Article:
Your error is coming from the fact that you're executing your constructor function, as indicated by the open and close parentheses after the declaration of HD.Car (and just before var bert). So, the function is executing and returning an object, which you're then trying to use with the "new" operator.

If you remove those parentheses, I believe you'll get the functionality you want.

share|improve this answer

Remove new, because it is only needed for constructor functions. Now HD.Car will be the object that an anonymous and self-executing function returns. Then remove parens after HD.Car. So it should look like:

var bert = HD.Car;

Now HD.Car is a singleton.

If you want it to be more like a factory you should do:

HD.Car = function() {
    var _date = "09/07/2010";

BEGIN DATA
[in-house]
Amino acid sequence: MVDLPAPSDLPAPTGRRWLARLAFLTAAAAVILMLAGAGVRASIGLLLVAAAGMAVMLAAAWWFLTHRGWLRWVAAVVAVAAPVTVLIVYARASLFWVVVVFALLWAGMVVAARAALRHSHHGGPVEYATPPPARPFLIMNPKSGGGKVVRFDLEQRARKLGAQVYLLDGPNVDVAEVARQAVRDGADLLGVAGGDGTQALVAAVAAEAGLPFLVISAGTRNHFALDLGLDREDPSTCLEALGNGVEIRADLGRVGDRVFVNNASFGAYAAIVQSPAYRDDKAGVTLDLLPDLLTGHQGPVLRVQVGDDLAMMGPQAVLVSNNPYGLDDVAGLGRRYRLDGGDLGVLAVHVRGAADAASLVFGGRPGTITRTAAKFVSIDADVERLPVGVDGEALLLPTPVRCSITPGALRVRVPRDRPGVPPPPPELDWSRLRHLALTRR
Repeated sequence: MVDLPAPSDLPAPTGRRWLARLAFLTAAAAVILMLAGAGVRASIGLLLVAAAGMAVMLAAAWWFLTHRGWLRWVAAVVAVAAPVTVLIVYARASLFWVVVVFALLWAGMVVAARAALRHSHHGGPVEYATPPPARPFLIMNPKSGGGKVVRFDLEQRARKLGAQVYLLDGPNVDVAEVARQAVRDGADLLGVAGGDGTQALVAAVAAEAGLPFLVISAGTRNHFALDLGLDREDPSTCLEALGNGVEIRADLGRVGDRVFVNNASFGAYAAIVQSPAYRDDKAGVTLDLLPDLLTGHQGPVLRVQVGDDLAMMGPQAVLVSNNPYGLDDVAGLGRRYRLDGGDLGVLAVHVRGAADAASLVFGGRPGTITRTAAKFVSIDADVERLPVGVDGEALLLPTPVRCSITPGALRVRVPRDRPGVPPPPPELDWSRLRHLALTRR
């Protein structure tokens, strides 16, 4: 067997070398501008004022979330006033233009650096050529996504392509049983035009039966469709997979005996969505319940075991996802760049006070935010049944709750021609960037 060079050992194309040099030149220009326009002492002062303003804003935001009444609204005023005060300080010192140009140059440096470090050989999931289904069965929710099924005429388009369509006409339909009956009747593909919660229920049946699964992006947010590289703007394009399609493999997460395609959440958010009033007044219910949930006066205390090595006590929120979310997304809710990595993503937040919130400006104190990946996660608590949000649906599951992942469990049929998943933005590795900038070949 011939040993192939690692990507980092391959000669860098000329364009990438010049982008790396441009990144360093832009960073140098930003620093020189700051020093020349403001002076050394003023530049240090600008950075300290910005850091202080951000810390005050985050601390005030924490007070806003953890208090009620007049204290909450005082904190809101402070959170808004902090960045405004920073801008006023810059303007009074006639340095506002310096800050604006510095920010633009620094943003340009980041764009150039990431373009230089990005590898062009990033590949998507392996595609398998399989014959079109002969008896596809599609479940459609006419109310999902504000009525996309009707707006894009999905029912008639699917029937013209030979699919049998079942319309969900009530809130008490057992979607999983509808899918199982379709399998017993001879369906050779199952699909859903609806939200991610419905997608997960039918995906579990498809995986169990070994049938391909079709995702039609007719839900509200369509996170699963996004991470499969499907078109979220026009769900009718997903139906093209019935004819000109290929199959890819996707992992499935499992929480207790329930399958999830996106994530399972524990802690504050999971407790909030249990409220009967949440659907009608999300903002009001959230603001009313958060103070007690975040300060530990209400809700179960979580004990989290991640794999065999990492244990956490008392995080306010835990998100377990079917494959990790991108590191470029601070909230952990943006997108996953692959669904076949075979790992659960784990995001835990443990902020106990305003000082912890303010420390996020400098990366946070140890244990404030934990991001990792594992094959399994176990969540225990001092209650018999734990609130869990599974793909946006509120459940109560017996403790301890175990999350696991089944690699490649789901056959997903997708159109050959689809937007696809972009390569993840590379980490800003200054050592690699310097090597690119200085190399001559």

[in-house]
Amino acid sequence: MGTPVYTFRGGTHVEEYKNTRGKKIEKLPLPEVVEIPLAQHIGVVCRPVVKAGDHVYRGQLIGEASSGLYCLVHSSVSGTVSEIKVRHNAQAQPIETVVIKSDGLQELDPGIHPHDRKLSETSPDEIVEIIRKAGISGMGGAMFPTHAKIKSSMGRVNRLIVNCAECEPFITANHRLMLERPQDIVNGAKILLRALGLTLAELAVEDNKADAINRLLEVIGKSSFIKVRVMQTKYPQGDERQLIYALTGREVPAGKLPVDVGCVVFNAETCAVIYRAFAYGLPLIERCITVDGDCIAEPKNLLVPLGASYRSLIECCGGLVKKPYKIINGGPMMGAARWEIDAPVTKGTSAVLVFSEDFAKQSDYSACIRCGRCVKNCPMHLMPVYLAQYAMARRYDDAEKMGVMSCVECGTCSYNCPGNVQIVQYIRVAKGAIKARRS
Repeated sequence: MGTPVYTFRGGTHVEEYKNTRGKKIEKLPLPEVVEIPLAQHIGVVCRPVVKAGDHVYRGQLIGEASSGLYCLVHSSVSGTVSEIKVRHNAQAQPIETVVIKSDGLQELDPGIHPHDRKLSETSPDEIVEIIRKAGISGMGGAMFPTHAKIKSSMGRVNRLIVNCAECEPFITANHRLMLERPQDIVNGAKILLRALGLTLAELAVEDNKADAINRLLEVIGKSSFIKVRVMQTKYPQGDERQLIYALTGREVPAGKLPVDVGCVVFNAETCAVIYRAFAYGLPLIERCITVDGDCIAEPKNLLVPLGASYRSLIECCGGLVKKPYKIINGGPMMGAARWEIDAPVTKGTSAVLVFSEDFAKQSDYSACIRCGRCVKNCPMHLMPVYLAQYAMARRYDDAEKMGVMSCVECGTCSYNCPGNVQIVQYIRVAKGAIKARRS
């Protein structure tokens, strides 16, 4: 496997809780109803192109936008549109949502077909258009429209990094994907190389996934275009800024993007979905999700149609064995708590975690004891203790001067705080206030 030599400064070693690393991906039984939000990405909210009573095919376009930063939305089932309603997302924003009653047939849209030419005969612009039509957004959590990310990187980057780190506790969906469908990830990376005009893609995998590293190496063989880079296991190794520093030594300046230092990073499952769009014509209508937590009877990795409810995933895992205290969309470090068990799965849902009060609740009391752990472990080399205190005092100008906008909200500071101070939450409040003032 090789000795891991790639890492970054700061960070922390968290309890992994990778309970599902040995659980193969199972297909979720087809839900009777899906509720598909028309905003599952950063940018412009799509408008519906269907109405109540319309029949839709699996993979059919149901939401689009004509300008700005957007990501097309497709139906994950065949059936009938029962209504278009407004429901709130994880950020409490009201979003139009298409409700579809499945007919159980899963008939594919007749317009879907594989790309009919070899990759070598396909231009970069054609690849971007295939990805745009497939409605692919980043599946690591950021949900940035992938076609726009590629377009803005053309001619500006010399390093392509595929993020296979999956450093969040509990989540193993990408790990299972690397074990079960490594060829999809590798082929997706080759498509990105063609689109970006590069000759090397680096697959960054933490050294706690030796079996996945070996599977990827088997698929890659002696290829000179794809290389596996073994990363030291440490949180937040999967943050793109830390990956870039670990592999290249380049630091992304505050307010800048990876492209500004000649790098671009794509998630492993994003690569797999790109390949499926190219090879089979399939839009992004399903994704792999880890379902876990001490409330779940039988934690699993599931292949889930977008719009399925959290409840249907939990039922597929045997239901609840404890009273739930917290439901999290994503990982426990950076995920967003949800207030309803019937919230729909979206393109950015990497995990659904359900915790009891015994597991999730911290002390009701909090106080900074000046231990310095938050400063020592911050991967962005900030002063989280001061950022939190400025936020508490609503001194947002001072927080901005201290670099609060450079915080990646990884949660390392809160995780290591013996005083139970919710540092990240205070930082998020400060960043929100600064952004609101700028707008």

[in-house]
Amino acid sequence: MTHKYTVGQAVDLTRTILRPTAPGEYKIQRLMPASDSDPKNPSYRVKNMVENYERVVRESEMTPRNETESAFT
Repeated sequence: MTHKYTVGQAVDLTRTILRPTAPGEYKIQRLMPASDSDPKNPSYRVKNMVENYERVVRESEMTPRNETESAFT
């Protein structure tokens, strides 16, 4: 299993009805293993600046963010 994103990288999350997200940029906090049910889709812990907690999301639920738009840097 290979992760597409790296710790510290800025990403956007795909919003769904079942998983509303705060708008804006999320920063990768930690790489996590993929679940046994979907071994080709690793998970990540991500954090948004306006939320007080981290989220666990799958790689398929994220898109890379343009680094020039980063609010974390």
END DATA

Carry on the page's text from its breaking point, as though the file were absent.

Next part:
return {
        Make: undefined,
        Model: undefined,
        showMakeAndModel: function() {
            document.write(this.Make + " " + 
                           this.Model + 
                           " (data correct as of " + _date + ")");
        }
   };
};​

var bert = new HD.Car();
share|improve this answer
    
HD.Car is not a regular function... it's an object. –  Luca Matteis Jul 9 '10 at 15:11
    
every function is an object. A regular function means that it is not a constructor function. Read before comment. –  galambalazs Jul 9 '10 at 15:15
    
no, a function is not an object. If you're referring to the ability of doing HD.something, this is possible because HD is simply a namespace, not because it's a function. In fact var HD = 3; HD.something = 4 will work also simply because JavaScript offers the ability to add attributes to namespaces, even if they're not objects. –  Luca Matteis Jul 9 '10 at 15:17
    
:) ok 2 things here. I've misread the code above I should correct. But your last statement is still false. Functions are objects in js... –  galambalazs Jul 9 '10 at 15:20
    
@galambalazs, again no, take a look at the typeof operator. –  Luca Matteis Jul 9 '10 at 15:22